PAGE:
Financial assessment for care at home

If your care and support assessment shows that you have eligible needs, you can have a financial assessment to work out how much you’ll need to pay towards your care in your own home, in someone else’s home (shared lives), supported living or extra-care housing.

You can ask someone to be with you and support you during the financial assessment. This might be your partner, a family member, friend, or power of attorney.

How we work out how much you have to pay towards care

How much you have to pay will depend on your:

  • savings
  • assets - some of the things you own, such as properties you own (except the home you live in), land, stocks and shares
  • income

If you have:

  • more than £23,250 in savings and assets – you’ll have to pay for the full cost of your care and are known as a self-funder
  • between £14,250 and £23,250 in savings and assets - we’ll assume you can pay £1 per week towards your care for every £250 (or part £250) of your savings and assets. This is called tariff income.
  • less than £14,250 in savings and assets – we won't count them when we work out how much you have to pay. 

These amounts are based on the savings and assets that we include as part of your assessment as listed below. 

Savings and assets

When we work out what your savings and assets are, we do include:

  • money you have in bank and building society accounts
  • investment bonds
  • national savings certificates
  • premium bonds
  • stocks and shares
  • buildings or land you own (other than the home you currently live in)
  • trust funds (unless they were awarded for personal injury or criminal injuries compensation)

we don’t include:

  • the home you currently live in
  • your personal possessions
  • the surrender value of any life insurance or annuity

Hiding or giving away your savings and assets

If you give away savings and assets or put them in someone else’s name - known as ‘deprivation of assets’- to reduce the amount you pay towards your care, we may treat you as if you still had them and charge you.


When we work out what your income is, we do include:

  • state pension and pension credits
  • income from a personal or occupational pension
  • the care part of DLA
  • the daily living part of PIP
  • attendance allowance
  • most other benefits
  • most other forms of income
  • tariff income - £1 per £250 (or part £250), between £14,250 and £23,250 from savings and assets

we don’t include:

  • earnings from your job – including bonuses and commission
  • self-employed earnings
  • mobility part of disability living allowance (DLA)
  • mobility part of personal independence payment (PIP)
  • child tax credit
  • working tax credit
  • child benefit
  • child maintenance payments
  • guardian’s allowance
  • council tax reduction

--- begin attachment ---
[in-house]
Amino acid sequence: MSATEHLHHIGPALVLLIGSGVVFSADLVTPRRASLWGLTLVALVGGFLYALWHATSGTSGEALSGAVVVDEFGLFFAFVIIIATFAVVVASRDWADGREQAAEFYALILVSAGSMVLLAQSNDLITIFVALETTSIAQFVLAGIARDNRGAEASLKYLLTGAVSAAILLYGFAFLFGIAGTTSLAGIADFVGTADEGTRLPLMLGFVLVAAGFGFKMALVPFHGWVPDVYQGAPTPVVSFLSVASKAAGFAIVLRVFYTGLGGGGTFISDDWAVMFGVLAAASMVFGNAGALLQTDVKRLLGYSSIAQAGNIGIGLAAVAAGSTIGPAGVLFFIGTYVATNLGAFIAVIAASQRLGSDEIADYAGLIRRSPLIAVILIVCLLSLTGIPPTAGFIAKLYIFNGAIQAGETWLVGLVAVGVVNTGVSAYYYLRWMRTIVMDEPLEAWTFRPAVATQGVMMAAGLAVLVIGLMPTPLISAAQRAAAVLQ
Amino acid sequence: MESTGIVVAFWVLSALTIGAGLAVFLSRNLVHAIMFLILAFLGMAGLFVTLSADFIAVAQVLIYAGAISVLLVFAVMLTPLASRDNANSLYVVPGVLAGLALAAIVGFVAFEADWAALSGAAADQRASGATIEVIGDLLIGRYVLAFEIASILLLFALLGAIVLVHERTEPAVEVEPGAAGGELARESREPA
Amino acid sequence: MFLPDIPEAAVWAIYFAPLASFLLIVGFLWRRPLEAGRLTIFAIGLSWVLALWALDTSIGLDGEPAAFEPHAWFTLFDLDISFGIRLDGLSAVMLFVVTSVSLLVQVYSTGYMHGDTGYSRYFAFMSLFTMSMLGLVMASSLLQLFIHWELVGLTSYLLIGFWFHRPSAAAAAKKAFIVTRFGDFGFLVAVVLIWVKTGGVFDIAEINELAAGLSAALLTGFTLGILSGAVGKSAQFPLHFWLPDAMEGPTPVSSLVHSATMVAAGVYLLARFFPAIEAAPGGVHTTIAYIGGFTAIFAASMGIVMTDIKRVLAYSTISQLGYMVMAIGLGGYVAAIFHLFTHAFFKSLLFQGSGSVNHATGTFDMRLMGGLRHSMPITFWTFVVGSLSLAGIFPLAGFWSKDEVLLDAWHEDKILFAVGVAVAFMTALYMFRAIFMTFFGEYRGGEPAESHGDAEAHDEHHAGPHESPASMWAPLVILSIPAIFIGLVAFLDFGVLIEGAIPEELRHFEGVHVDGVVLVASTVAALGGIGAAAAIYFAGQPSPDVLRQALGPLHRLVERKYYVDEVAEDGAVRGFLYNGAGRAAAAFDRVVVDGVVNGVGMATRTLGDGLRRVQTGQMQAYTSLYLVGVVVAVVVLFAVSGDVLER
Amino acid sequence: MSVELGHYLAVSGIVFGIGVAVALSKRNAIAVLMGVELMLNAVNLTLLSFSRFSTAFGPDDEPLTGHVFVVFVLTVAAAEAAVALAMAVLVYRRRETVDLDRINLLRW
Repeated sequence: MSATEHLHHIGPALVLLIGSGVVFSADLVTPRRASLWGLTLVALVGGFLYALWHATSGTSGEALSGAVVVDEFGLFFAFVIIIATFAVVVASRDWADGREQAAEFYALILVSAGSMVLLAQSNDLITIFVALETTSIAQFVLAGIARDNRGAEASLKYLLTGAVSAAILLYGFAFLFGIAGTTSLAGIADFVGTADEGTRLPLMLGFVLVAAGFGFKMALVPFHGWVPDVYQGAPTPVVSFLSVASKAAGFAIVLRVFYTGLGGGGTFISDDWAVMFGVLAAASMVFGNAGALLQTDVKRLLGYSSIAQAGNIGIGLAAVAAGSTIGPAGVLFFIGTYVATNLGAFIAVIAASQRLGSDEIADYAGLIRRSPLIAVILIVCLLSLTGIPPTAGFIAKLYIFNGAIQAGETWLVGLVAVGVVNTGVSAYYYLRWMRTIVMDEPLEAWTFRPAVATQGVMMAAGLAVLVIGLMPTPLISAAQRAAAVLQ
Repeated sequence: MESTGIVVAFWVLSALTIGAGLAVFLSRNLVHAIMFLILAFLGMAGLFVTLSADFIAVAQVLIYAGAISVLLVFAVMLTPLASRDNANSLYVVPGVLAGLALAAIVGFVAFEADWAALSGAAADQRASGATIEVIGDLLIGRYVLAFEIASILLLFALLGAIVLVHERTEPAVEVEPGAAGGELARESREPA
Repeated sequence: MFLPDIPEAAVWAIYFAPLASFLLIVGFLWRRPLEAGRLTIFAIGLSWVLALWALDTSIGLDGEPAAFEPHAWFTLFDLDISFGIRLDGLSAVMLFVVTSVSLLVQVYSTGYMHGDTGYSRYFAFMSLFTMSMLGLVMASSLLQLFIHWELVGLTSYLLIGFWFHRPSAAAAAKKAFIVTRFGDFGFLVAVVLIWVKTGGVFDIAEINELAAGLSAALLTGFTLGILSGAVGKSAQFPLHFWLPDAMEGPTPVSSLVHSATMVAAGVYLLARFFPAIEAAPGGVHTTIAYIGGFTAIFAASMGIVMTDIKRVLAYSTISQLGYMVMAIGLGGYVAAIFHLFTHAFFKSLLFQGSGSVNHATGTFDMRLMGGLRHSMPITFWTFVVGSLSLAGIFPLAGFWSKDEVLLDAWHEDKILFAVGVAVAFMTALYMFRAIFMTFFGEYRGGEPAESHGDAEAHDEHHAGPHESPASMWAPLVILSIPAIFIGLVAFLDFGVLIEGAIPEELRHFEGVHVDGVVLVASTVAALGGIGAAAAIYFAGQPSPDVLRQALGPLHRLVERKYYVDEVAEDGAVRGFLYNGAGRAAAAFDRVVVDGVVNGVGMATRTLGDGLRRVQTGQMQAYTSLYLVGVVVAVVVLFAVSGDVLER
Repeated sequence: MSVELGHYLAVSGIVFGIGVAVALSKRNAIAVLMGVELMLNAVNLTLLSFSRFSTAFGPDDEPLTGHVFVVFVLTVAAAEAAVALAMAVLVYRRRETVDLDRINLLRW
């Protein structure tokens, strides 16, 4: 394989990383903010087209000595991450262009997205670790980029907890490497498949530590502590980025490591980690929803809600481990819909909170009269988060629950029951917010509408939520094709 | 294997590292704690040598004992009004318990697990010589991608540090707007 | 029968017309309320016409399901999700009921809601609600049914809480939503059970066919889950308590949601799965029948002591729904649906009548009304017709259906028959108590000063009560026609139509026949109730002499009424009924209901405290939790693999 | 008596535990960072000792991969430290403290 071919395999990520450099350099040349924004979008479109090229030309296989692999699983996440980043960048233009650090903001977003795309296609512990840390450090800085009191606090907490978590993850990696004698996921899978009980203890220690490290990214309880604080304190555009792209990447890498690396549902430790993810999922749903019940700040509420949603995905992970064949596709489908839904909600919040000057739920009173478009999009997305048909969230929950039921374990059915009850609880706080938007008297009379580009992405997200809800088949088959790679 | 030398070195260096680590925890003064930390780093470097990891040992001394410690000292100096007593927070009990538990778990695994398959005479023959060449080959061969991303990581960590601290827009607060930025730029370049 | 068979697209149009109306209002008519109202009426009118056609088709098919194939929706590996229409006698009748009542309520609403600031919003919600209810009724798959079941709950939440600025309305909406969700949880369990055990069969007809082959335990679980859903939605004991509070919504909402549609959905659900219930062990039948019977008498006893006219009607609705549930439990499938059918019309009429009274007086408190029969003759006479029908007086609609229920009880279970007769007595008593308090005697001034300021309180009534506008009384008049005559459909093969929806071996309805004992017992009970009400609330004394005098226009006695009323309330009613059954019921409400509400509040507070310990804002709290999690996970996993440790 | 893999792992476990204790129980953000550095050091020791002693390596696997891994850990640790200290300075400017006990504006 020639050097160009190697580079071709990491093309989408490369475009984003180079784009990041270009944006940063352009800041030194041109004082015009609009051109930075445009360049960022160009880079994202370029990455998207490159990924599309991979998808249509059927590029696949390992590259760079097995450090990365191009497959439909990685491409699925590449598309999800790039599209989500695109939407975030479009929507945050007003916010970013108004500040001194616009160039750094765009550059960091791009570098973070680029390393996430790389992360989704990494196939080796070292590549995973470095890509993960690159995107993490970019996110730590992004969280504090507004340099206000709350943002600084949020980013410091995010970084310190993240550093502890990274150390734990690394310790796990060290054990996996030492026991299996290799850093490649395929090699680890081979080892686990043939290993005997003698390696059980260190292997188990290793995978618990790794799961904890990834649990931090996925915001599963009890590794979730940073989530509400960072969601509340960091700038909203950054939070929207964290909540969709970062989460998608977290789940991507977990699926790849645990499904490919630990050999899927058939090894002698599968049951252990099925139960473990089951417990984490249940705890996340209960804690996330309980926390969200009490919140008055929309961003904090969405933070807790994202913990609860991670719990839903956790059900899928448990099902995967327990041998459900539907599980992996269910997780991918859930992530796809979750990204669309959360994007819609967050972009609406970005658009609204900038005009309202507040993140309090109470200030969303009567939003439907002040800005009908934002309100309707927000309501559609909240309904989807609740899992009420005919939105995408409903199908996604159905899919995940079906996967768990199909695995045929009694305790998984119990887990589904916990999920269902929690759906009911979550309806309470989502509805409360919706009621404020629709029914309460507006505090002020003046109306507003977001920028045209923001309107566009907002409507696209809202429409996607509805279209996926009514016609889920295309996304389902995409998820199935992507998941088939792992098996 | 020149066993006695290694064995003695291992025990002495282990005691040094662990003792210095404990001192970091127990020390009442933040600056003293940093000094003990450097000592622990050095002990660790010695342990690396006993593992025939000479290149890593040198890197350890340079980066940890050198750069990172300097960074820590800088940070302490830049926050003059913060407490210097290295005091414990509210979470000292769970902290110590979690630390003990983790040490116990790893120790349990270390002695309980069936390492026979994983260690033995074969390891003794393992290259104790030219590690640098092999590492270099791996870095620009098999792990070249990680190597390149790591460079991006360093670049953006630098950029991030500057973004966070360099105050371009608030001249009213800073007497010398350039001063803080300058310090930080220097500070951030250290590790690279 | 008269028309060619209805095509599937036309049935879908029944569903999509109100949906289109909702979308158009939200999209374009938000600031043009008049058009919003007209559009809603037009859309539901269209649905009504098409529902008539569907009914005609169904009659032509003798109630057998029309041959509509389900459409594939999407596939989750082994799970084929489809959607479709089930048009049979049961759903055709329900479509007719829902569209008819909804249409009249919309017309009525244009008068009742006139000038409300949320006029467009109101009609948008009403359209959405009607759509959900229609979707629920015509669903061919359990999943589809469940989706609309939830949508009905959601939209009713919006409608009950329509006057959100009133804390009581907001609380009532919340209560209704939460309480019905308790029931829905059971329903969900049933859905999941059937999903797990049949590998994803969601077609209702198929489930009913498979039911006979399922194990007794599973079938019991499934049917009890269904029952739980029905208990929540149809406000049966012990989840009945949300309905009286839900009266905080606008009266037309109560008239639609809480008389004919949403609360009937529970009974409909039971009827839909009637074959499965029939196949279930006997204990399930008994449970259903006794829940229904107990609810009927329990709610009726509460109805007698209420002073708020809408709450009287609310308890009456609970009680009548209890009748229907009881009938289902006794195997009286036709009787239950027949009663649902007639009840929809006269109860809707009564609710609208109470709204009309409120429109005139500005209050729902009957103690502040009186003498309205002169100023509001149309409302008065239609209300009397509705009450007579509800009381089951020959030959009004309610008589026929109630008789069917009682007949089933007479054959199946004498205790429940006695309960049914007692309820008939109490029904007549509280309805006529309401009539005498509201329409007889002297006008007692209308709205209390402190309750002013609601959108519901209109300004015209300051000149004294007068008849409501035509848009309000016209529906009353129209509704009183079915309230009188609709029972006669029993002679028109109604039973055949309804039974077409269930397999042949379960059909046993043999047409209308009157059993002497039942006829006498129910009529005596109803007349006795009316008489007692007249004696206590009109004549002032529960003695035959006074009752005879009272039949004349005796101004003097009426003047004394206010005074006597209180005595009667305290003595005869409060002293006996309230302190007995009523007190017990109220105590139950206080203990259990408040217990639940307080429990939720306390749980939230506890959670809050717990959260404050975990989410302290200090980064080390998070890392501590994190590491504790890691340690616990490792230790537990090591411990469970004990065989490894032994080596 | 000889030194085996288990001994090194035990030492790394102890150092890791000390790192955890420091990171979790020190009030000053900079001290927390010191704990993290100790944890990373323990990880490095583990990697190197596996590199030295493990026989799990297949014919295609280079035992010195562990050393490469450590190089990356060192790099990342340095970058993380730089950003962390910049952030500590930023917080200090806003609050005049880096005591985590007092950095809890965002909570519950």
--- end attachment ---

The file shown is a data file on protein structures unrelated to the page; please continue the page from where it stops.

General living expenses

The law says that when we work out what you should pay towards your care, we must leave you with enough money for your general living expenses – this is known as the minimum income guarantee.

This varies according to your circumstances and is specified by central government in the Care and Support (Charging and Assessment of Resources) Regulations 2014.

If you have a disability, we must make sure that you keep enough money to pay for the things you need because of your disability. We check this when we do your financial assessment.

Care Contribution Estimator and online financial self-assessment

You can use the form if you:

  • live alone and require care in your own home
  • require long-term residential care
  • have had a care and support assessment from Adult Social Care, or
  • want to know how much you might have to contribute towards your care needs in the future

If you’re a couple, living with family or need a financial assessment for a short stay in a care home, you’ll need to contact Adult Social Care.

The benefits of completing the financial self-assessment form are:

  • it’s the quickest and easiest way to find out how much you may need to pay towards your care and support
  • it has a built in calculator which updates you as you progress through the form
  • it’s confidential and you don’t have to share it with Adult Social Care if you don’t want to
  • it doesn’t need you to arrange photocopies of information or send information in the post that could get lost
  • you can save it to your computer or print it out for future reference
  • you only need an email address to register online and submit it directly to Adult Social Care for review

You can use the Care Contribution Estimator within the Online Financial self-assessment if you want to know how much you might have to contribute towards your care and support needs in the future.

  • If this is your only reason for using the form, please do not submit it.
  • You are required to have a care and support assessment before you can submit an online financial self-assessment.

Find further information and guidance about the Adult Social Care Portal.

Care Contribution Estimator and Online Financial Self-Assessment

What happens after I have completed the financial assessment

After your financial assessment we’ll tell you what savings, assets and income we have included and how much you’ll have to pay towards your care.

What if you don’t want to have a financial assessment

If you have eligible care and support needs following a care and support assessment and don’t wish to have a financial assessment, you’ll need to fund the cost of your care yourself.

You should check to see whether you are eligible for any benefits

It is also recommended that you seek independent financial advice.

What if your financial situation changes in the future

If your financial situation changes, you should contact Adult Social Care.


Further reading